- Burkina Faso
- Cape Verde
- Central African Republic
- D.R. Congo
- Equatorial Guinea
- Guinea Bissau
- Ivory Coast
- São Tomé and Príncipe
- Sierra Leone
- South Africa
- South Sudan
Saturday, May 09, 2015
We Are (Almost) All Migrants
It is most unsettling that South African political leaders and policy makers are not doing enough to encourage South Africans to disabuse themselves of the illusion that their problems can be solved through the logic of exclusion and scapegoating of certain types of foreigners that has pervaded, paradoxically, since the dawn of democracy in 1994. What is happening in Durban and KwaZulu-Natal reawakens a monster that political leaders and policy makers should have sought a way to bury for good after the xenophobic violence of 2008.
Everyone in South Africa – citizen and foreigner alike – should be worried by the eruptions in Durban that are now spreading to other parts of the country.
The logic of ever diminishing circles of inclusion dictates that the next amakwerekwere, foreigners or strangers, is always one layer below the obvious one. This was made quite evident in a song by popular Zulu musician, Mbongeni Ngema, released in May 2002, which has been banned from public broadcast.
Titled ‘AmaNdiya’, the controversial song claims to "begin a constructive discussion that would lead to a true reconciliation between Indians and Africans", and accuses South African Indians of opportunism and of enriching themselves to the detriment of blacks. In the song Ngema goes on to say that if the Indians are to be taken seriously as belonging to South Africa, they must display greater patriotism and stop straddling continents. Implied in his song is that the Indians risk losing their South African citizenship should they refuse to change their ways.
And if and when the Indians are gone in this bizarre nativity game of exclusionary violence and South Africa’s problems are still unsolved, who is next? If the ‘Kill the Boer’ song, the row over Premier Helen Zille’s tweet on economic migrants from the Eastern Cape in the Western Cape and the Rhodes Must Fall movement are anything to go by, your guess is as good as mine who the next layer of "outsiders within" would be.
This regressive logic and the scapegoating of perceived outsiders is also well captured by the Nando’s diversity advert released in June 2012. The advert articulates an idea of identity and belonging in South Africa that is both conscious and cognisant of the histories of mobilities of peoples that have made South Africa possible, and that remains open to new and ongoing mobilities. Like other Nando’s advertisements, the diversity ad is very provocative and ambiguous, and it understandably elicited mixed reactions, including a ban from being broadcast by the SABC. The ad starts with black Africans illegally crossing a barbed-wire border fence into South Africa. There is a voiceover and each time the voice calls out a name, the group of people who represent that particular identity are transformed into a cloud of smoke, as follows:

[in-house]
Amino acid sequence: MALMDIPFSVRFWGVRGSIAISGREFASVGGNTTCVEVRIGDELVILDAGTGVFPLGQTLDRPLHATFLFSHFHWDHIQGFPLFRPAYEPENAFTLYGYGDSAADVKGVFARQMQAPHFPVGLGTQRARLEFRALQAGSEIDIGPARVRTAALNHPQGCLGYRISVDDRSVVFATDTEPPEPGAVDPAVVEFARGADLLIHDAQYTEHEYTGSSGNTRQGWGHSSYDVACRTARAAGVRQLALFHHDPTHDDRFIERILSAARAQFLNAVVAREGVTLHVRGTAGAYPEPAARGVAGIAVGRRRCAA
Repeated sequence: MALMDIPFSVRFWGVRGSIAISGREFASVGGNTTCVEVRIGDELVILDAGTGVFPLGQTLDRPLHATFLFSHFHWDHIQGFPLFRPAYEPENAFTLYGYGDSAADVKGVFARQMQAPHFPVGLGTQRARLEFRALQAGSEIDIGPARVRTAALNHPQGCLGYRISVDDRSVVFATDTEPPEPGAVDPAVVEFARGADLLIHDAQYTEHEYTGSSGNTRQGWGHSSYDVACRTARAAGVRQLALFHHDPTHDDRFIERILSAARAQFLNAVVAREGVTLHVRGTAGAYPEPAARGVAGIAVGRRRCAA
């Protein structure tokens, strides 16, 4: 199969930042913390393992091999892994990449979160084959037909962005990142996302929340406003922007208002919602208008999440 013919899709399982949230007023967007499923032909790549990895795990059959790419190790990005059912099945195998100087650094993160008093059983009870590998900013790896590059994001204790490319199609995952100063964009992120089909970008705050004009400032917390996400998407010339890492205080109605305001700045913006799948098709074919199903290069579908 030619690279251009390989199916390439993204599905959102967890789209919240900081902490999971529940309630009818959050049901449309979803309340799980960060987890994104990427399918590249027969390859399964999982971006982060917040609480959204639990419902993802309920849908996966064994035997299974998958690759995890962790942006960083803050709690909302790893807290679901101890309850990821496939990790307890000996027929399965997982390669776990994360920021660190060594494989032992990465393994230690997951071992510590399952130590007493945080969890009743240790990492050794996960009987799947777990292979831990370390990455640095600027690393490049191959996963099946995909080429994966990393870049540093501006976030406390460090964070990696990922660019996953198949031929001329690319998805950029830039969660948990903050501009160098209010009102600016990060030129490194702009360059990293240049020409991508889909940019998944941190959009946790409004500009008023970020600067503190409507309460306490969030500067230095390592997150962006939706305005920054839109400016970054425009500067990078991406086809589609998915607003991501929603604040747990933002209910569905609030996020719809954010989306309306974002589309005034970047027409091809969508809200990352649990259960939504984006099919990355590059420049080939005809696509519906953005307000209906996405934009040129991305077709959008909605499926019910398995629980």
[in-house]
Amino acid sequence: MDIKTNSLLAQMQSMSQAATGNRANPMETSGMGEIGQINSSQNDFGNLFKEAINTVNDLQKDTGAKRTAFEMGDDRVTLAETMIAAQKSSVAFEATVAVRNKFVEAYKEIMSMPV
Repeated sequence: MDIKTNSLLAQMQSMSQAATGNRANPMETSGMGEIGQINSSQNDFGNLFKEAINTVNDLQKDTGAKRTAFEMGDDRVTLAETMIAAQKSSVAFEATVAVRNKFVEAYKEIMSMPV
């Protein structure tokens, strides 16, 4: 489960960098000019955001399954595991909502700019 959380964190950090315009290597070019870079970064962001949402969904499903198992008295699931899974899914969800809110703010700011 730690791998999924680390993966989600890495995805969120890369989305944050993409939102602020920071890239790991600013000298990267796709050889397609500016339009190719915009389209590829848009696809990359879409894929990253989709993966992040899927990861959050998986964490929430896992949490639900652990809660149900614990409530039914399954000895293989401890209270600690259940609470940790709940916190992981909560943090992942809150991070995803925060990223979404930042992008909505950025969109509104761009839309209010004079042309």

You know what is wrong with South Africa: all you foreigners. You must all go back to where you came from – you Cameroonians, Congolese, Pakistanis, Somalis, Ghanaians and Kenyans. And of course you Nigerians and you Europeans. Let’s not forget you Indians and Chinese. Even you Afrikaners. Back to Swaziland you Swazis, Lesotho you Sothos, Vendas, Zulus, everybody.
In the end, only one person is left standing, a San man who, armed with a bow and arrow and ready to explore the wilderness, confronts the voiceover with these words: "I’m not going anywhere. You found us here." The ad concludes with the voiceover saying: "Real South Africans love diversity. That’s why we have introduced two more items: New peri-crusted wings and delicious Trinchado and chips."
To my mind, far from promoting xenophobia, this ad is challenging narrow and parochial identities, or ideas of being and belonging as a zero-sum game. It is against prevalent regressive logics and ever-diminishing circles of being South African in a world characterised by the flexible mobility of people. It invites us to contemplate what it is to be South African, if every colour of its current rainbow configuration must go back to their Nazareth and be counted. If belonging is articulated in rigid exclusionary terms, where everyone however mobile, is considered to belong to a particular homeland somewhere else, a place they cannot outgrow and which they must belong to regardless of where they were born or where they live and work, then South Africa can only belong to one group of people, those who were there before everyone else: the San. They, who know only too well that they are the bona fide sons and daughters of the South African soil and its resources – the only authentic South Africans.
The immigration policies and practices of the South African state, as well as the xenophobic attitudes of some South Africans, contradict the rhetoric of inclusivity, human rights and ties to the rest of Africa that proliferate in official pronouncements and civil society discourses.
Yet we are reminded by ethnographies of everyday lives and living that being and belonging is a permanent work in progress – open-ended, complex and nuanced.